Seems the news was so good that Mercer couldn't wait until the survey was done to release the results. Early responses from a study still in process suggest that the "average growth in health benefit cost will slow to 5.4% in 2012, the smallest increase since 1997," Mercer says.
Before rejoicing, the cost growth still remains well above both general inflation and growth in workers' earnings.
There are a few reasons for the slowdown. One is that the use of health services has decreased. Some analysts believe the tough economy, combined with generally higher deductibles and other forms of cost-sharing, is affecting utilization. With disposable income and longer working hours, employees are less likely to seek non-urgent care.
Another reason could be the results of employees becoming healthier. Susan Connolly, a partner at Mercer, believes that slowing utilization may also be a sign that programs targeted at improving employee health -- now the rule rather than the exception in employer benefit programs -- are having a positive impact.
A case in point is WIKA Instrument Co., which was able to secure 99% participation rate in its wellness program, driving costs down. (For full story click here.)
Another manufacturer, Lincoln Industries, went even further to help employees become healthy and last year built a 20,000 square-foot facility that will provide medical care, disease management and health coaching. Services will be provided free of charge to employees and their families. (For full story click here.)
"Earlier risk identification and health education, along with improvements in drug therapies and medical technology, are keeping people with health risks and chronic conditions away from the emergency room," said Connolly. "And consumers are more aware that overuse and misuse of health care services will directly impact their wallets as well as their employer's budget."
However, even with this slower cost growth, many employers are still looking to limit costs. "Advanced strategies like limited provider network plans and more intensive employee education and engagement will continue to evolve," said Connolly.
Helen Darling, CEO of the National Business Group on Health says that companies will become more aggressive in 2012. "Employers are facing a multitude of challenges posed by rising health care costs, the weak economy and the financial and administrative impact of complying with the new health reform law. As a result, employers are being much more aggressive in their use of cost-sharing techniques and cost control programs, and are making certain that employees have more reasons to be cost-sensitive health care consumers."
That means companies will still be increasing deductibles or moving employees into lower-cost health plans. About a third of the survey respondents (33%) say they are raising deductibles or copayments in 2012. The past five years have seen employers increasingly using this type of cost-shifting, driving the median in-network PPO deductible for an individual to $1,000 among small employers (those with 10499 employees) and to $500 for large employers last year.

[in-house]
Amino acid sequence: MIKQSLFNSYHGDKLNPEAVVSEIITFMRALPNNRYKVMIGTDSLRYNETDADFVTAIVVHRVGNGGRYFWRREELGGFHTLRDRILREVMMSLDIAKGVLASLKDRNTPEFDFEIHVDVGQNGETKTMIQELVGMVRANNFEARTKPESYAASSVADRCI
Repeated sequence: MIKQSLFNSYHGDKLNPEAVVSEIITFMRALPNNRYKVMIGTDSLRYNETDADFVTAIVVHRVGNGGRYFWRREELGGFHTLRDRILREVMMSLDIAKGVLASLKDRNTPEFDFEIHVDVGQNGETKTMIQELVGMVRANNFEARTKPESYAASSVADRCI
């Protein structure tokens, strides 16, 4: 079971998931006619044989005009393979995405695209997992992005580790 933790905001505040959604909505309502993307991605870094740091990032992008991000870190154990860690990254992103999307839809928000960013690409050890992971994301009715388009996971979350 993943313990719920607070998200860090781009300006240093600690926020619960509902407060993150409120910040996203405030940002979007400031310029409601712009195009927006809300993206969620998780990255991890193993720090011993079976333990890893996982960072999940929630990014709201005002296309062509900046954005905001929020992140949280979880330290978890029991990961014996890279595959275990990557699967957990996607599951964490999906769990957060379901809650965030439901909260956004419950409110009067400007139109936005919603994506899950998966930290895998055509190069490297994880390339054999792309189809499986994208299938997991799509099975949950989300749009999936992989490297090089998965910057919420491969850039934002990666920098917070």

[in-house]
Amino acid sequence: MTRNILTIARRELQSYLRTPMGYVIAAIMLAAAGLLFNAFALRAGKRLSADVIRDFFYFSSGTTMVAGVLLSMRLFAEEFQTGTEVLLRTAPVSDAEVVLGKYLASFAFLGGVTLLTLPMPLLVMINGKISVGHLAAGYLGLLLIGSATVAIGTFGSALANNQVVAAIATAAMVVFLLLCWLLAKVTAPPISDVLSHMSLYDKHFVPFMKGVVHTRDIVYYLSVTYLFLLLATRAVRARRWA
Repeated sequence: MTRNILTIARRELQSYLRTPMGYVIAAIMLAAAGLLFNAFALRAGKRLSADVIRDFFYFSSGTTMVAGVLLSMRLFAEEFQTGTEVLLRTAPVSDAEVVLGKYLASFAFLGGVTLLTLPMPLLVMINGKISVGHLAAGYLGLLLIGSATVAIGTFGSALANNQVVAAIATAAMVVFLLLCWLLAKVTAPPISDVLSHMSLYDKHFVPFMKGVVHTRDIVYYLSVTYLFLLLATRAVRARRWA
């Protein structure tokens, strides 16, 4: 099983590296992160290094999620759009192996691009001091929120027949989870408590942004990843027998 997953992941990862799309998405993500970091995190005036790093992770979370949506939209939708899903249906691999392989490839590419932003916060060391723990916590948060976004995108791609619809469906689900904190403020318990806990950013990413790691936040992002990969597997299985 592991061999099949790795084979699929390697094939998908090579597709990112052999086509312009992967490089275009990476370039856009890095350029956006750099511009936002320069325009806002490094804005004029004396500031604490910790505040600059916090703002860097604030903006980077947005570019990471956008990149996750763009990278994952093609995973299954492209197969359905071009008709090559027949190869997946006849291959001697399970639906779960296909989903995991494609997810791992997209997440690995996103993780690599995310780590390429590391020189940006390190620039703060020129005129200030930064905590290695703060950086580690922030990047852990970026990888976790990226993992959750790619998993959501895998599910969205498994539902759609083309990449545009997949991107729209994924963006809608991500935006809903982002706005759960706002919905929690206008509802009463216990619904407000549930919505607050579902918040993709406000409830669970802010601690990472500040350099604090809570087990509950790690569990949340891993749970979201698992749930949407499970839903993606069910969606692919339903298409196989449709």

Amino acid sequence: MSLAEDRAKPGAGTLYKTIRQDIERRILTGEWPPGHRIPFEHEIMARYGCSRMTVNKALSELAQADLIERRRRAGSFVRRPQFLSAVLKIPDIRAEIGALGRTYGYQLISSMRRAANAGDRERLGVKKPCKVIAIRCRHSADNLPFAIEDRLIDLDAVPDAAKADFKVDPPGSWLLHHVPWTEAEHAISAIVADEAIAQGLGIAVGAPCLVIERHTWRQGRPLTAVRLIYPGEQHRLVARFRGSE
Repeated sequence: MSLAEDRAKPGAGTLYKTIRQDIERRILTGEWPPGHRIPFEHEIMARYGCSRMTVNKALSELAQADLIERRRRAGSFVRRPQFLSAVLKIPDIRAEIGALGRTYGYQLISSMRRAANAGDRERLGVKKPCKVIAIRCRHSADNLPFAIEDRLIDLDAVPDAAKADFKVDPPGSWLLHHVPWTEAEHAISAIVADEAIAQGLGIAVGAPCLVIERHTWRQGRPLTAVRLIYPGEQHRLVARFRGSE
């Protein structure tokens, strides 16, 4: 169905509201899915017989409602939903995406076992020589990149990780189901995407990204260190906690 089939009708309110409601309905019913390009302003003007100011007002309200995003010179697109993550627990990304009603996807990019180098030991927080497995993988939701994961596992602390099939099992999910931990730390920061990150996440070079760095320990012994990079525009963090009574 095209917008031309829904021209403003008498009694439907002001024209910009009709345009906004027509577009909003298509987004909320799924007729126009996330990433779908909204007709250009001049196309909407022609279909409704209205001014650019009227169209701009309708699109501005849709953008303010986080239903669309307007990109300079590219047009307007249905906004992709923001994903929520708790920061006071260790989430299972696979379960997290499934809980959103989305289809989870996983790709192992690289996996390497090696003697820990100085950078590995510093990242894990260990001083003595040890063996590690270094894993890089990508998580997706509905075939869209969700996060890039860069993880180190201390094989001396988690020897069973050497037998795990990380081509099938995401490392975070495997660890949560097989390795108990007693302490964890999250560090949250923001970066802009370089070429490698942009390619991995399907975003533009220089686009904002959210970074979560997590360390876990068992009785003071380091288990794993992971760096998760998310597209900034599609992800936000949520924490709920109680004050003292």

The survey reports that companies are somewhat more likely to increase contributions for dependent coverage (36%) than for employee-only coverage (33%). The difference is greater among the largest employers (42% will raise dependent contributions and 36% will raise employee-only contributions); they may be attempting to compensate for enrolling more dependents under the health reform laws rule stipulating that employees' children up to age 26 be eligible for coverage.
Asked how much cost would rise if they made no changes to their current plans, employers reported an average increase of 7.1%. Over the past five years, this underlying health benefit cost trend has been running at about 9%.
"Were expecting to see a spike in 2012 in both the number of employers offering consumer-directed health plans and in the number of employees enrolling in them," said Beth Umland, Mercer's director of research for health and benefits. "Employers see them as a way to provide more value to employees while at the same time managing cost."
CDHPs are significantly less expensive than traditional PPOs or HMOs - by about 15%, on average. The use of CDHPs has been growing steadily over the past five years, particularly among the largest organizations.
A study by the Business Group on Health reported that last year 61% of the companies had a consumer-directed health plan (CDHP). This year that number will be 73%. In addition, about two in ten employers (17%) will have or move to a total replacement consumer-directed health plan in 2012. The most common type of CDHP plan is a high-deductible health plan with a health savings account (75%.)